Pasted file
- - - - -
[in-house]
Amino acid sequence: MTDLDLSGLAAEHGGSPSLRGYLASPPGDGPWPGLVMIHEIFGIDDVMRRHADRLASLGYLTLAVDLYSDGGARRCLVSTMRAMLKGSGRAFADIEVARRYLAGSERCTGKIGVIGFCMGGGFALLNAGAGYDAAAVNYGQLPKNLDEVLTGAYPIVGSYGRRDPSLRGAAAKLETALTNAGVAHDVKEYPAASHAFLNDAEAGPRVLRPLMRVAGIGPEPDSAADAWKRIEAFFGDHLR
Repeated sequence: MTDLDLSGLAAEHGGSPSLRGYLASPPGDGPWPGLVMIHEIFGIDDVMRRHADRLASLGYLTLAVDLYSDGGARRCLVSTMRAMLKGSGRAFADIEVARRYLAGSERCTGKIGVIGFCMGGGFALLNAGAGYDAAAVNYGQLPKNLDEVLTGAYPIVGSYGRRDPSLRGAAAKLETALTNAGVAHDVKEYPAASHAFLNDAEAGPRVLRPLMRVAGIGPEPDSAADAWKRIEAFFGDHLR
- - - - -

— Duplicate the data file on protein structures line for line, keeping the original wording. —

[in-house]
Amino acid sequence: MTDLDLSGLAAEHGGSPSLRGYLASPPGDGPWPGLVMIHEIFGIDDVMRRHADRLASLGYLTLAVDLYSDGGARRCLVSTMRAMLKGSGRAFADIEVARRYLAGSERCTGKIGVIGFCMGGGFALLNAGAGYDAAAVNYGQLPKNLDEVLTGAYPIVGSYGRRDPSLRGAAAKLETALTNAGVAHDVKEYPAASHAFLNDAEAGPRVLRPLMRVAGIGPEPDSAADAWKRIEAFFGDHLR
Repeated sequence: MTDLDLSGLAAEHGGSPSLRGYLASPPGDGPWPGLVMIHEIFGIDDVMRRHADRLASLGYLTLAVDLYSDGGARRCLVSTMRAMLKGSGRAFADIEVARRYLAGSERCTGKIGVIGFCMGGGFALLNAGAGYDAAAVNYGQLPKNLDEVLTGAYPIVGSYGRRDPSLRGAAAKLETALTNAGVAHDVKEYPAASHAFLNDAEAGPRVLRPLMRVAGIGPEPDSAADAWKRIEAFFGDHLR